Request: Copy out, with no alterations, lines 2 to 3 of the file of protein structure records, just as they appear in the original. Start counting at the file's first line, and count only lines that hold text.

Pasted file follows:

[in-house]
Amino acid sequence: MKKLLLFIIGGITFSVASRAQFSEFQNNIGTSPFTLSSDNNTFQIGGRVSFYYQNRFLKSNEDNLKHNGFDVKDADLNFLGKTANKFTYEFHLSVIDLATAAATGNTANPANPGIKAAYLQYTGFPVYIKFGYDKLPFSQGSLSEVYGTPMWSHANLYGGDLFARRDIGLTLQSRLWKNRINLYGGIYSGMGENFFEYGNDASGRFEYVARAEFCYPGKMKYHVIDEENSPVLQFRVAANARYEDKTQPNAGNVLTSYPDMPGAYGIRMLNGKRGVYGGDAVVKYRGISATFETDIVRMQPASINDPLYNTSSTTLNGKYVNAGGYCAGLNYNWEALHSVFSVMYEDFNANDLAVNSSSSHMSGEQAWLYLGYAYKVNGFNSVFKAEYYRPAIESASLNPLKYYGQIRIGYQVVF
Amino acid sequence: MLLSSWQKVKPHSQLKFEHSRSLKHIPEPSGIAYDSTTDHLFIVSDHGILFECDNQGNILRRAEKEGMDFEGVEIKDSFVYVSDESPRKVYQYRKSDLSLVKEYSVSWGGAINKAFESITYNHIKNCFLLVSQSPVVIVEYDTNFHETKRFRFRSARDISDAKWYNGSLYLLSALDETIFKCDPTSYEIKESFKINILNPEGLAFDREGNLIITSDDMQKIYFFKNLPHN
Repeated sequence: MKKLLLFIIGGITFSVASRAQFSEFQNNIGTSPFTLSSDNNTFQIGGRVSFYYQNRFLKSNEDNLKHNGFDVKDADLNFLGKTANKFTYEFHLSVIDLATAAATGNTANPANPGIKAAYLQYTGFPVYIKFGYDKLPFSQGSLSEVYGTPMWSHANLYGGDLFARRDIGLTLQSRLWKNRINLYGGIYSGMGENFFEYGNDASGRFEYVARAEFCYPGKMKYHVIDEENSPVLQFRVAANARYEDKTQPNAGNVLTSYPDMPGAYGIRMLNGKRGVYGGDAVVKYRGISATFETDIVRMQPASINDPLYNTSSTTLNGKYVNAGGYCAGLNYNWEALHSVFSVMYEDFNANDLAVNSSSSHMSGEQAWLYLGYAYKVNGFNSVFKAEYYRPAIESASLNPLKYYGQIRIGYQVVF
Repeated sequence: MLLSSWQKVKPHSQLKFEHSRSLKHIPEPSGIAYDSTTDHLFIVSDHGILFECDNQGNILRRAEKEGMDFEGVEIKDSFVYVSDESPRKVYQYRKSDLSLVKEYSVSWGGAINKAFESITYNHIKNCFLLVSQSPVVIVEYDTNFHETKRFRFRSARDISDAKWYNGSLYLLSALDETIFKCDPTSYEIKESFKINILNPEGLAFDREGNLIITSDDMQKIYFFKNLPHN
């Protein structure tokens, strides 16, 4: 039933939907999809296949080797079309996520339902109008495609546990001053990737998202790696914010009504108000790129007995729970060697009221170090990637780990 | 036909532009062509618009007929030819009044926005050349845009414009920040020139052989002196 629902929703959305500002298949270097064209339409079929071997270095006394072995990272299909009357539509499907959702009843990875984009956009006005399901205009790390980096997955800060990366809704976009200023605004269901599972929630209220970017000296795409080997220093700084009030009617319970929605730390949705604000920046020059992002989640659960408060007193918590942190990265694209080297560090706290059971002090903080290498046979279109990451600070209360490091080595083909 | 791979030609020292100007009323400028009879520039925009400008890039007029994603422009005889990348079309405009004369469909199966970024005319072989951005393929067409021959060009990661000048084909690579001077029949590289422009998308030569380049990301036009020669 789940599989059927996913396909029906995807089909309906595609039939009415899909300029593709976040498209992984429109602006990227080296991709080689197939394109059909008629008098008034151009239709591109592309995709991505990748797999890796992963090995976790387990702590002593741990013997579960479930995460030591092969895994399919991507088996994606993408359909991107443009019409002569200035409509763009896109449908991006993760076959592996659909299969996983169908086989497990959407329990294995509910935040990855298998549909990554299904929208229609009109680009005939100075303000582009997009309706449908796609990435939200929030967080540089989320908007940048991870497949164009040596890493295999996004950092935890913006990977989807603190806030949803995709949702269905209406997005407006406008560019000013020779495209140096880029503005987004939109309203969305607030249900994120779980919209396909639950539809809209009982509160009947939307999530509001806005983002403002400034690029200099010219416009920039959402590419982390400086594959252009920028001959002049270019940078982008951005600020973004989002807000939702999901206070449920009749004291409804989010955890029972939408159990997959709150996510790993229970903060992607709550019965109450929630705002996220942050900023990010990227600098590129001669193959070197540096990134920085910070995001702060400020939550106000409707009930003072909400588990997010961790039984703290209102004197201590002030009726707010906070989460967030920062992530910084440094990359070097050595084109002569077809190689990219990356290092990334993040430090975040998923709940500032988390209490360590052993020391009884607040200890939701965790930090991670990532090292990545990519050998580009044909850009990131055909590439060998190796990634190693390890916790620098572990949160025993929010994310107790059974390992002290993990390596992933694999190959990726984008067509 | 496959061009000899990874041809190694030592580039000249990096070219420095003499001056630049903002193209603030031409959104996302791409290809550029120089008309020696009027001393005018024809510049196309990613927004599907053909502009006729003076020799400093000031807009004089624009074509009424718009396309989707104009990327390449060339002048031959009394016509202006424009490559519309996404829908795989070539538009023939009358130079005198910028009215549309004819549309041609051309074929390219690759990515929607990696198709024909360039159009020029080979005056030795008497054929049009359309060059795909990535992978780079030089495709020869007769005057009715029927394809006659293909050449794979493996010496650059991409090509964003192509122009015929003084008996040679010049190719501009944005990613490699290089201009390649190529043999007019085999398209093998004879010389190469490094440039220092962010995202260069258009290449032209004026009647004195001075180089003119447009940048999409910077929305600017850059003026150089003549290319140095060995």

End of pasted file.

Amino acid sequence: MKKLLLFIIGGITFSVASRAQFSEFQNNIGTSPFTLSSDNNTFQIGGRVSFYYQNRFLKSNEDNLKHNGFDVKDADLNFLGKTANKFTYEFHLSVIDLATAAATGNTANPANPGIKAAYLQYTGFPVYIKFGYDKLPFSQGSLSEVYGTPMWSHANLYGGDLFARRDIGLTLQSRLWKNRINLYGGIYSGMGENFFEYGNDASGRFEYVARAEFCYPGKMKYHVIDEENSPVLQFRVAANARYEDKTQPNAGNVLTSYPDMPGAYGIRMLNGKRGVYGGDAVVKYRGISATFETDIVRMQPASINDPLYNTSSTTLNGKYVNAGGYCAGLNYNWEALHSVFSVMYEDFNANDLAVNSSSSHMSGEQAWLYLGYAYKVNGFNSVFKAEYYRPAIESASLNPLKYYGQIRIGYQVVF
Amino acid sequence: MLLSSWQKVKPHSQLKFEHSRSLKHIPEPSGIAYDSTTDHLFIVSDHGILFECDNQGNILRRAEKEGMDFEGVEIKDSFVYVSDESPRKVYQYRKSDLSLVKEYSVSWGGAINKAFESITYNHIKNCFLLVSQSPVVIVEYDTNFHETKRFRFRSARDISDAKWYNGSLYLLSALDETIFKCDPTSYEIKESFKINILNPEGLAFDREGNLIITSDDMQKIYFFKNLPHN